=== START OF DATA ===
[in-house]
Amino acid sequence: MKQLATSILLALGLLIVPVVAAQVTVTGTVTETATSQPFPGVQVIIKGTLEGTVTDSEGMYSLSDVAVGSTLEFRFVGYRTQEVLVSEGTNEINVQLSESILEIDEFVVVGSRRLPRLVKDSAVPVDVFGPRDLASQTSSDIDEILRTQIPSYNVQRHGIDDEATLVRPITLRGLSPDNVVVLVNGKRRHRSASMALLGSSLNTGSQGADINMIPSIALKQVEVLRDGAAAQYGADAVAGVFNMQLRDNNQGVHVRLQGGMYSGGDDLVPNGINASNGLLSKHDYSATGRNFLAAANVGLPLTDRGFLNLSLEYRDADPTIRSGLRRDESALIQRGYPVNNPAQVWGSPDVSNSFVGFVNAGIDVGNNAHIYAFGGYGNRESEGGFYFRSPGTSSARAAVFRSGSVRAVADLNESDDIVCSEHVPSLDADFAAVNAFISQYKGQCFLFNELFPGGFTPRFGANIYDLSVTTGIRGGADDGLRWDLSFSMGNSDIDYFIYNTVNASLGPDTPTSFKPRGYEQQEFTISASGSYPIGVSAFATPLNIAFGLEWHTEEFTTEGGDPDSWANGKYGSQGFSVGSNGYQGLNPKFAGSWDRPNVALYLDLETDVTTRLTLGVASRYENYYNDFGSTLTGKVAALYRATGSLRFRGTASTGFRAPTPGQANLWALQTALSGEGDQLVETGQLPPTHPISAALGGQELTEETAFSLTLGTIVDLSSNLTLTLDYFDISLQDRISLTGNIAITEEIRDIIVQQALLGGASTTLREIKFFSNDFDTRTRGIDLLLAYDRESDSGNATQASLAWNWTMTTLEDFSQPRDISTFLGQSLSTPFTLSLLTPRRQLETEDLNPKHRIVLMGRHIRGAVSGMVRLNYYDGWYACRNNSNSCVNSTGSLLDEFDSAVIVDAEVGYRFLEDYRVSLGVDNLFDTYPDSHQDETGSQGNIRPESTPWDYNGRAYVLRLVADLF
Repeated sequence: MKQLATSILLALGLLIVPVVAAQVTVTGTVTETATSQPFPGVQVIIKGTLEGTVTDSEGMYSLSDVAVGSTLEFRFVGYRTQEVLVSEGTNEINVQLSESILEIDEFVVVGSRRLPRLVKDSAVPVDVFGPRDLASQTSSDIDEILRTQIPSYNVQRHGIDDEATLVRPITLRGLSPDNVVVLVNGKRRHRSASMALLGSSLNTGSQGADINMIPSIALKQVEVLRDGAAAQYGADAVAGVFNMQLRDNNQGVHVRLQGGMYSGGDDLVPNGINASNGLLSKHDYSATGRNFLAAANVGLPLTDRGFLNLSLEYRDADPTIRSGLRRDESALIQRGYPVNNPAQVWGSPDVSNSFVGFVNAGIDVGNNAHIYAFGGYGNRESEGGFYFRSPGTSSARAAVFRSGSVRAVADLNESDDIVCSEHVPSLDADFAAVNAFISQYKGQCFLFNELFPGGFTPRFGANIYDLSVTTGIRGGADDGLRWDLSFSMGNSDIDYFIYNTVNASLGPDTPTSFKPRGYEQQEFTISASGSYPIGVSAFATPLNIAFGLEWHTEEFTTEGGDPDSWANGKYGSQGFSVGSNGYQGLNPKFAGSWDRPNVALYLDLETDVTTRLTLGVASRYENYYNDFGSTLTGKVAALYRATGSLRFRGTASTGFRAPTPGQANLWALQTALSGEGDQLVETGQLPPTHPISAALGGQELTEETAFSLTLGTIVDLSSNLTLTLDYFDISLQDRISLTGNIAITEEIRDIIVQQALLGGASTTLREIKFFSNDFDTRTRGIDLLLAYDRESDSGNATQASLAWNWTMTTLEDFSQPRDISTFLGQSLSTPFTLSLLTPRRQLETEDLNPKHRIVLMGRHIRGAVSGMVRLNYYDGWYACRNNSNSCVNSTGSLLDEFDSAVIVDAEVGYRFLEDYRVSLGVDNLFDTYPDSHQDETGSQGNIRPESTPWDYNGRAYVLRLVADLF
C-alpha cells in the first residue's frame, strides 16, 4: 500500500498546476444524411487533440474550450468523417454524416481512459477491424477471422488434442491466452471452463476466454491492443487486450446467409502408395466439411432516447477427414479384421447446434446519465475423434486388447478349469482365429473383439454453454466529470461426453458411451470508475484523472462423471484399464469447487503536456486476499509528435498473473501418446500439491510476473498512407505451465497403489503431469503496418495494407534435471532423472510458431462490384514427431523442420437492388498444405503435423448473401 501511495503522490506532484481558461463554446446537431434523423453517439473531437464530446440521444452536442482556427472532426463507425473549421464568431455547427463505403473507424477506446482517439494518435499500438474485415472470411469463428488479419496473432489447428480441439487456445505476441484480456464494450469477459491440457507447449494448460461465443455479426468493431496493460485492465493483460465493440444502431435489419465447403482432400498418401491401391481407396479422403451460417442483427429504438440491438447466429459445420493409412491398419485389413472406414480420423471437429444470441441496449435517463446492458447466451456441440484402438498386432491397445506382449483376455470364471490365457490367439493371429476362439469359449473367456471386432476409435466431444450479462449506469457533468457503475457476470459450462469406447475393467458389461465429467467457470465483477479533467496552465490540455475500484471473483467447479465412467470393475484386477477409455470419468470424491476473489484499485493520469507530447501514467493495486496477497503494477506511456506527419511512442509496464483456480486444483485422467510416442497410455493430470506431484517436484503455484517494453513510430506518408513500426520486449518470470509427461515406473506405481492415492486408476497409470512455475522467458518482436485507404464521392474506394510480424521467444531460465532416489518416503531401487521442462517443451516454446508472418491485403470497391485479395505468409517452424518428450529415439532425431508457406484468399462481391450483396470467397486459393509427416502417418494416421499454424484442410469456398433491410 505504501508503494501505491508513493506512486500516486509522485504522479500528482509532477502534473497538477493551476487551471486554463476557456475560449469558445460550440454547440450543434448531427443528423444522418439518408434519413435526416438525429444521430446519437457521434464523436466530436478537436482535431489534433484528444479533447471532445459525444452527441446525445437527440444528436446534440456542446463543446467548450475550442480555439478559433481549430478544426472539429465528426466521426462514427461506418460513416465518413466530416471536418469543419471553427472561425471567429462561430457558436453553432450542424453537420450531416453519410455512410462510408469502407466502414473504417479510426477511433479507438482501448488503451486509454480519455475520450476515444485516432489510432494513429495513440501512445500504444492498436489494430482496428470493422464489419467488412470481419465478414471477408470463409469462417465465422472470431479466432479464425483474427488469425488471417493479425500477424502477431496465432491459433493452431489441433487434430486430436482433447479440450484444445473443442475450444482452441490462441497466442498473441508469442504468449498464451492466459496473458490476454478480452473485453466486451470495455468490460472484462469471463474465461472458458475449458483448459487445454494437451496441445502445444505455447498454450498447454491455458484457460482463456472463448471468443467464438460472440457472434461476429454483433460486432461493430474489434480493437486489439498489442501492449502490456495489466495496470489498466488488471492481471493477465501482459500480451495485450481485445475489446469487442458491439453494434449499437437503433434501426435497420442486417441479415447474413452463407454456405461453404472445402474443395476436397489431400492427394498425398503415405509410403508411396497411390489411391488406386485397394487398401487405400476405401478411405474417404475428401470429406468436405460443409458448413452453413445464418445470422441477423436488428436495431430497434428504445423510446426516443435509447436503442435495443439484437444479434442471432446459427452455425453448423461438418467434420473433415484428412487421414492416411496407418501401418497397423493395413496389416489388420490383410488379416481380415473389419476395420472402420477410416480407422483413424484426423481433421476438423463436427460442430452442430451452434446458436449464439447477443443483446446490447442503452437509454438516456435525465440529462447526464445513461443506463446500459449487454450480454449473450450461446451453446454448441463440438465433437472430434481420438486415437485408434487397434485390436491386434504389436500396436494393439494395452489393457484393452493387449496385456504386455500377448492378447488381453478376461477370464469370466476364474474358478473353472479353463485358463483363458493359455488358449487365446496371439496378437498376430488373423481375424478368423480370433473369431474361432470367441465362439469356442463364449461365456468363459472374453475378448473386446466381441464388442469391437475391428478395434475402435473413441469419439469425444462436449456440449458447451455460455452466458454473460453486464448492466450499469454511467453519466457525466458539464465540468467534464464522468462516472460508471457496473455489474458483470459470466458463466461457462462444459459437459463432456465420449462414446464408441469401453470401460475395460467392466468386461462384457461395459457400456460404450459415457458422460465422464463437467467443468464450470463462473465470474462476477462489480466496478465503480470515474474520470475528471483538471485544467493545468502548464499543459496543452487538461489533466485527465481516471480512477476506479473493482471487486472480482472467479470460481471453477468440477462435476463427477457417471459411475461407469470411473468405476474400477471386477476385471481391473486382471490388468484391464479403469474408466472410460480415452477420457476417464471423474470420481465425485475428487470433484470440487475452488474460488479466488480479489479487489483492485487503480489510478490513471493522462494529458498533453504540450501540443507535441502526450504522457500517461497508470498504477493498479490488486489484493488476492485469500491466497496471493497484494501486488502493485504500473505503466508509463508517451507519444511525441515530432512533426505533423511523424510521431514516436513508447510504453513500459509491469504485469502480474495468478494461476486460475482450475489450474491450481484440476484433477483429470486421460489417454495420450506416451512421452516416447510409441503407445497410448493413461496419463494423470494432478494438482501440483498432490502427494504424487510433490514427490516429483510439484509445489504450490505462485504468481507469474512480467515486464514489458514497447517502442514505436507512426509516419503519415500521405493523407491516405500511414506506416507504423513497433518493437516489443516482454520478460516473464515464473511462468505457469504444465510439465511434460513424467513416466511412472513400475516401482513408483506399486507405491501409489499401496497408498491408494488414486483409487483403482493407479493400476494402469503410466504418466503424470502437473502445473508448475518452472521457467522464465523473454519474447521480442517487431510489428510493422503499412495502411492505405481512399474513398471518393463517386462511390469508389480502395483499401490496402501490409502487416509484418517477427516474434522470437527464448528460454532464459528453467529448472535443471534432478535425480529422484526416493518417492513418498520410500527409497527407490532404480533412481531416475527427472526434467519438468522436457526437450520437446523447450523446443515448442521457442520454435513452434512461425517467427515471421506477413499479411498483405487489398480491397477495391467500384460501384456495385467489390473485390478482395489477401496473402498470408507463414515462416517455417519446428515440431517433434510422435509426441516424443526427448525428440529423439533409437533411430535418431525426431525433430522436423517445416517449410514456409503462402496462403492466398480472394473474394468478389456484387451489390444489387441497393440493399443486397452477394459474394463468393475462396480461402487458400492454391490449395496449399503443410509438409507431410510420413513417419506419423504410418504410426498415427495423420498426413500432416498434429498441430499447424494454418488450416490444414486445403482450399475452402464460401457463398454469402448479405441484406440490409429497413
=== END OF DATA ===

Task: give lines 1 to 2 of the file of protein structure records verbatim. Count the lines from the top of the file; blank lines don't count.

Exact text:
[in-house]
Amino acid sequence: MKQLATSILLALGLLIVPVVAAQVTVTGTVTETATSQPFPGVQVIIKGTLEGTVTDSEGMYSLSDVAVGSTLEFRFVGYRTQEVLVSEGTNEINVQLSESILEIDEFVVVGSRRLPRLVKDSAVPVDVFGPRDLASQTSSDIDEILRTQIPSYNVQRHGIDDEATLVRPITLRGLSPDNVVVLVNGKRRHRSASMALLGSSLNTGSQGADINMIPSIALKQVEVLRDGAAAQYGADAVAGVFNMQLRDNNQGVHVRLQGGMYSGGDDLVPNGINASNGLLSKHDYSATGRNFLAAANVGLPLTDRGFLNLSLEYRDADPTIRSGLRRDESALIQRGYPVNNPAQVWGSPDVSNSFVGFVNAGIDVGNNAHIYAFGGYGNRESEGGFYFRSPGTSSARAAVFRSGSVRAVADLNESDDIVCSEHVPSLDADFAAVNAFISQYKGQCFLFNELFPGGFTPRFGANIYDLSVTTGIRGGADDGLRWDLSFSMGNSDIDYFIYNTVNASLGPDTPTSFKPRGYEQQEFTISASGSYPIGVSAFATPLNIAFGLEWHTEEFTTEGGDPDSWANGKYGSQGFSVGSNGYQGLNPKFAGSWDRPNVALYLDLETDVTTRLTLGVASRYENYYNDFGSTLTGKVAALYRATGSLRFRGTASTGFRAPTPGQANLWALQTALSGEGDQLVETGQLPPTHPISAALGGQELTEETAFSLTLGTIVDLSSNLTLTLDYFDISLQDRISLTGNIAITEEIRDIIVQQALLGGASTTLREIKFFSNDFDTRTRGIDLLLAYDRESDSGNATQASLAWNWTMTTLEDFSQPRDISTFLGQSLSTPFTLSLLTPRRQLETEDLNPKHRIVLMGRHIRGAVSGMVRLNYYDGWYACRNNSNSCVNSTGSLLDEFDSAVIVDAEVGYRFLEDYRVSLGVDNLFDTYPDSHQDETGSQGNIRPESTPWDYNGRAYVLRLVADLF